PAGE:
Phobos flyby success
Mars Express data collected about this martian moon will tell scientists how much of Phobos' interior is composed of void.
March 5, 2010
Provided by ESA, Noordwijk, Netherlands
March 5, 2010
This image of Phobos’s surface was obtained by the Super Resolution Channel (or SRC, a part of the High Resolution Stereo Camera experiment) on board ESA’s Mars Express August 3, 2008.
Photo by ESA/DLR/FU Berlin (G. Neukum)
Mars Express encountered Phobos last night, smoothly skimming past at just 42 miles (67 kilometers), the closest any man-made object has ever approached Mars' enigmatic moon. The data collected could help unlock the origin of not just Phobos but other "second generation" moons.
Something is not right about Phobos. It looks like a solid object, but previous flybys have shown that it is not dense enough to be solid all the way through. Instead, it must be 25 to 35 percent porous. This has led planetary scientists to believe that it is little more than a "rubble pile" circling Mars. Such a rubble pile would be composed of blocks both large and small resting together, with possibly large spaces between them where they do not fit easily together.
Last night's flyby was close enough to give scientists their most exquisite data yet about the gravitational field of Phobos. Mars Express locked onto the radio signal from Earth at around 21:20 CET (20:20 UT). The radio frequency oscillators on the ground are 100,000 times more stable than those on the spacecraft, so for this experiment, which required the best precision possible, the signal was sent up to Mars Express and then returned by the spacecraft to the ground.
The radio waves travel at the speed of light and took 6 minutes, 34 seconds to travel from Earth to the spacecraft. So the round trip time was 13 minutes, 8 seconds. Once the signal was received back at Earth, it was clearly strong and good. So strong that radio amateurs were also able to lock onto the signal, although their equipment would not be able to detect the subtle variations induced by the gravity of Phobos.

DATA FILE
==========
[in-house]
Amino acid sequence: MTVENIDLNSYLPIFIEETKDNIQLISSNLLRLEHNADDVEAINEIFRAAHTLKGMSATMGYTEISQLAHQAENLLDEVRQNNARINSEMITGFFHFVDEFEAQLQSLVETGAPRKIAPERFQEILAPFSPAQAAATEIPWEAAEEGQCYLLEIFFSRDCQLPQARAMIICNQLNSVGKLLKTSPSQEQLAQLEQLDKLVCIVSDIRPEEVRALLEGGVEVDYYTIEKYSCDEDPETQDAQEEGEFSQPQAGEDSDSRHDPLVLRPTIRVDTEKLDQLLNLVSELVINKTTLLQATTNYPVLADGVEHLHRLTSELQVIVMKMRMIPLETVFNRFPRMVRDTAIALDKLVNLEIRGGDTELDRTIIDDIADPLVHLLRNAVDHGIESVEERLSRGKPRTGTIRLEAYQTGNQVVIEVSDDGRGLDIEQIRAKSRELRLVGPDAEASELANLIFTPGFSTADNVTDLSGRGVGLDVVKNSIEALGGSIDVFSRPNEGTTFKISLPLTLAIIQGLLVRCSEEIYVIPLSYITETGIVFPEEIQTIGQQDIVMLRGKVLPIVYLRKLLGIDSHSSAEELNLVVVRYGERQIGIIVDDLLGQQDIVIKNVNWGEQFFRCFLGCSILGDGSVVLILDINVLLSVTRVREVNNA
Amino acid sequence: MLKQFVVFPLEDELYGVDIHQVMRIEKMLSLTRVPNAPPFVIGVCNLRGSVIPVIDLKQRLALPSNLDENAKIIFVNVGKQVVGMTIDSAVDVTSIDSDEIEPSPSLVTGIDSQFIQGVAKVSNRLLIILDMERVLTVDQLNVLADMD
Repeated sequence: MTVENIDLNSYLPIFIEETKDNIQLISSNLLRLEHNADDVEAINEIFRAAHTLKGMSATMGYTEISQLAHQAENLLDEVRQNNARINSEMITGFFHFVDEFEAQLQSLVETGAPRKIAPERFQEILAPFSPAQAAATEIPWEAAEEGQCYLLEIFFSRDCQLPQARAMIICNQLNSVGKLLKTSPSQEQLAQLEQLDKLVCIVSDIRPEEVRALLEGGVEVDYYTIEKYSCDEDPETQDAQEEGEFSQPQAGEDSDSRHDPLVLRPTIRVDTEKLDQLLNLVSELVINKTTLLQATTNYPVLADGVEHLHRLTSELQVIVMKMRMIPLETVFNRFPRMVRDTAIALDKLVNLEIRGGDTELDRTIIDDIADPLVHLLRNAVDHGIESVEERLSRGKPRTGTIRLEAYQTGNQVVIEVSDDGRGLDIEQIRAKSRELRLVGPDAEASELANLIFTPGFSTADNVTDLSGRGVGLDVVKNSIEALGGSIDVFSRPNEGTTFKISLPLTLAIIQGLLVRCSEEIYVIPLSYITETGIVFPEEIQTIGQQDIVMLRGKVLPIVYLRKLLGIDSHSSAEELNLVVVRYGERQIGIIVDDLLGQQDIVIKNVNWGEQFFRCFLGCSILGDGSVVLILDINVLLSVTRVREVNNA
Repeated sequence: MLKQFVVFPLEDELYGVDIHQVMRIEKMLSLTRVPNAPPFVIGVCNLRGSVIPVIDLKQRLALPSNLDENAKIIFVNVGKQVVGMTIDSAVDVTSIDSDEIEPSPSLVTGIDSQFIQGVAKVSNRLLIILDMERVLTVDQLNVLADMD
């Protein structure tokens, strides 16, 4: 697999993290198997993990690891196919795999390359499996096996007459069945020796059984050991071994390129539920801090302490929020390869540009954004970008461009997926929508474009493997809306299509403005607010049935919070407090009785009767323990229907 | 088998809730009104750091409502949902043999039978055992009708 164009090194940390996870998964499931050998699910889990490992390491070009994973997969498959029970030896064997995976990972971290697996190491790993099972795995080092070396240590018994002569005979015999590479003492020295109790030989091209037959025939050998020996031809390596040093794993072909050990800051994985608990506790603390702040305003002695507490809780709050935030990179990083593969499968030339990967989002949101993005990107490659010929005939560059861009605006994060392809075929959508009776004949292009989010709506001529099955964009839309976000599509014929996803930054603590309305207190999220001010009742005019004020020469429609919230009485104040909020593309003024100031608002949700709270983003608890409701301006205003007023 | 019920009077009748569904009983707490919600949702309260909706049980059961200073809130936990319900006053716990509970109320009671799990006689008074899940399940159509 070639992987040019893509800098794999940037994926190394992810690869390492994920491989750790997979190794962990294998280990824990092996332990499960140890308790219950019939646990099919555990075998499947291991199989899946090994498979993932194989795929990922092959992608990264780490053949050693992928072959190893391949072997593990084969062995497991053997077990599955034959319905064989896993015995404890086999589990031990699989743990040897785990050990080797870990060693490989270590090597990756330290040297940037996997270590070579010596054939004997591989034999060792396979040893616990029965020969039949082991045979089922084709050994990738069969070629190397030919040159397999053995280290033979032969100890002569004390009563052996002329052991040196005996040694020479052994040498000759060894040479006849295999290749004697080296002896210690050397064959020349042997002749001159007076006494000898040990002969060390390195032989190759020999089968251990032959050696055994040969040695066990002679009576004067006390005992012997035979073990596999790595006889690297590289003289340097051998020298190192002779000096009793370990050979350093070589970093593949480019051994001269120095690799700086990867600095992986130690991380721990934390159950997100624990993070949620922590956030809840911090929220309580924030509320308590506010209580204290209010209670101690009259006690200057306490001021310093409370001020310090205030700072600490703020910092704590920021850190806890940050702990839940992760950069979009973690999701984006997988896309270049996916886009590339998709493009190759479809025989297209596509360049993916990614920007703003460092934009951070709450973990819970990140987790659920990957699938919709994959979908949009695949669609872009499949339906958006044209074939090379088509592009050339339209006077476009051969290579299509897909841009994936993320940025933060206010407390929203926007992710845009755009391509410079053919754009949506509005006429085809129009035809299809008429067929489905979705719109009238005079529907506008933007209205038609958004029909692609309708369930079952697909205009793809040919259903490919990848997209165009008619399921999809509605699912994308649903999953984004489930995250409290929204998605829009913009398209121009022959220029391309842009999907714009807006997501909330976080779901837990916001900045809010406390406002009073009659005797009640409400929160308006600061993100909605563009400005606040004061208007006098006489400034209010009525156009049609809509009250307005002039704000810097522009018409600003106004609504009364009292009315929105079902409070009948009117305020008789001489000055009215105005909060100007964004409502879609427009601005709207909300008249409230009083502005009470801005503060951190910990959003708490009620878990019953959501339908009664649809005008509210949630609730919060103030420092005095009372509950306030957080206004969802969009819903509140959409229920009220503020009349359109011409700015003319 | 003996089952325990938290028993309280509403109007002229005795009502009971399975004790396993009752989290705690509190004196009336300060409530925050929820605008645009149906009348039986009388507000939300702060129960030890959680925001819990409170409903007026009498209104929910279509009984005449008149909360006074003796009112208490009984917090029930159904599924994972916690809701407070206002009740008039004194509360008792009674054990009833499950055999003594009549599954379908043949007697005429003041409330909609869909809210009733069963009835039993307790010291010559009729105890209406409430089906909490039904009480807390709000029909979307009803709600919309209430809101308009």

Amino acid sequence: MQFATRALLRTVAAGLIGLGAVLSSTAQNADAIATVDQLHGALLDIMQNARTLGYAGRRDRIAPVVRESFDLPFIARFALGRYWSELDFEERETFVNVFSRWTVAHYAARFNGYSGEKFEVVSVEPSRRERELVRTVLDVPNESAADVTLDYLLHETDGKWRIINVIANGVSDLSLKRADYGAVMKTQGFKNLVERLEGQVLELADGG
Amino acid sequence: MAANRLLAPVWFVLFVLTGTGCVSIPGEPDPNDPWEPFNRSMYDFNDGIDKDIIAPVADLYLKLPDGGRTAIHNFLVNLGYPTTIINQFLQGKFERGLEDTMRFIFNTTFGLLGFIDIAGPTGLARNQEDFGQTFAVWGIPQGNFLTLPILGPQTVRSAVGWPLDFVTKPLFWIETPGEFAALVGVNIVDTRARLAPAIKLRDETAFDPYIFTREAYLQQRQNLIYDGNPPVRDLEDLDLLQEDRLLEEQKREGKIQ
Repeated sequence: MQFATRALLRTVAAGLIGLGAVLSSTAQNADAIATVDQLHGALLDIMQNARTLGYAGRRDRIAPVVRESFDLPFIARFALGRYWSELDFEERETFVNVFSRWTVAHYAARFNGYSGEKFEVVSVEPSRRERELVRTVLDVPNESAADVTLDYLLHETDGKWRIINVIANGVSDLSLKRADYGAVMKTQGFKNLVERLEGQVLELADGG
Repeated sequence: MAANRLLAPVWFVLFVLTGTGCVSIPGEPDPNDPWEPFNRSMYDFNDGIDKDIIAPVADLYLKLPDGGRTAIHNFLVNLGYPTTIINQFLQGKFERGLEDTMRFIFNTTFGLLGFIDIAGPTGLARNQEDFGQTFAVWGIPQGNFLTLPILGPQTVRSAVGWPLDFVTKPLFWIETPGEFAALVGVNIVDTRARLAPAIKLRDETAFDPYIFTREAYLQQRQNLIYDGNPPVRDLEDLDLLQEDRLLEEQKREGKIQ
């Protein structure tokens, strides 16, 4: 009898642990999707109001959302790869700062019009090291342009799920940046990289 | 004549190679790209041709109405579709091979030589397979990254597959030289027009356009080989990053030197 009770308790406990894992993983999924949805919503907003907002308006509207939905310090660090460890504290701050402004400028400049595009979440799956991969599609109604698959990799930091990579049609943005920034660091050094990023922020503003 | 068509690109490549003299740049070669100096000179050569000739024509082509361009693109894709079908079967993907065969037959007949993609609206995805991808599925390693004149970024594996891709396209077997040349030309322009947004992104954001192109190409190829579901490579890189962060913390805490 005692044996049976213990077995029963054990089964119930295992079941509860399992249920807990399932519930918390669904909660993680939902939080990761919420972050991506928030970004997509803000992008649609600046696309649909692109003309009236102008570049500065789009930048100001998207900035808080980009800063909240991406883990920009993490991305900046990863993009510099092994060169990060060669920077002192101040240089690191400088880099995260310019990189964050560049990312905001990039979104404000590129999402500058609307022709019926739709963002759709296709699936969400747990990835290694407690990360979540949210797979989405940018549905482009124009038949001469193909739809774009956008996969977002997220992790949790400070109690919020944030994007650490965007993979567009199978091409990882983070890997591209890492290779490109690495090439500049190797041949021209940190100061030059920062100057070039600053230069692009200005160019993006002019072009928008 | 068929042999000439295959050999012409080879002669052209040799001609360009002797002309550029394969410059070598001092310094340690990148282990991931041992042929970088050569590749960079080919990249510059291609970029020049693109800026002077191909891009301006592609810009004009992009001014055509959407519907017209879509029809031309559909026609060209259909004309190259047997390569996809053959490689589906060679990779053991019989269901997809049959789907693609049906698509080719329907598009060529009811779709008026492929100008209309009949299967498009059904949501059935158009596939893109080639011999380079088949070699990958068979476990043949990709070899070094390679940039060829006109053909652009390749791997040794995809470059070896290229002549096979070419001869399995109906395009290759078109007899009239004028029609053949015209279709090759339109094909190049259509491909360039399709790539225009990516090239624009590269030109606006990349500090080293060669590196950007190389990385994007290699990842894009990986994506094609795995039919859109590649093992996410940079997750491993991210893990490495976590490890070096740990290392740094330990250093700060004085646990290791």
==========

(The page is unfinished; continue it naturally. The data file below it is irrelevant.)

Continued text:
Now that the data are all collected, the analysis can begin. First will be an estimate of the density variation across the moon. This will tell scientists just how much of Phobos' interior is likely to be composed of voids.
"Phobos is probably a second-generation solar system object," said Martin Paetzold of the University of Cologne, Germany, and principal investigator of the Mars Radio Science (MaRS) experiment. Second generation means that it coalesced in orbit after Mars formed, rather than forming concurrently out of the same birth cloud as the Red Planet. There are other moons around other planets where this is thought to have been the case, too, such as Amalthea around Jupiter.
Whatever the precise origin, Phobos will eventually crumble back into this disrupted state. It is gradually spiraling toward Mars and will eventually be pulled apart. "It came from debris, it will return to debris," said Paetzold. In the meantime, it is there for researchers to study and explore.
Last night's flyby was just one of a campaign of 12 Mars Express flybys taking place in February and March 2010. For the previous two, the radar was working, attempting to probe beneath the surface of the moon, looking for reflections from structures inside. In the coming flybys, the Mars Express camera will take over, providing high-resolution pictures of the moon's surface.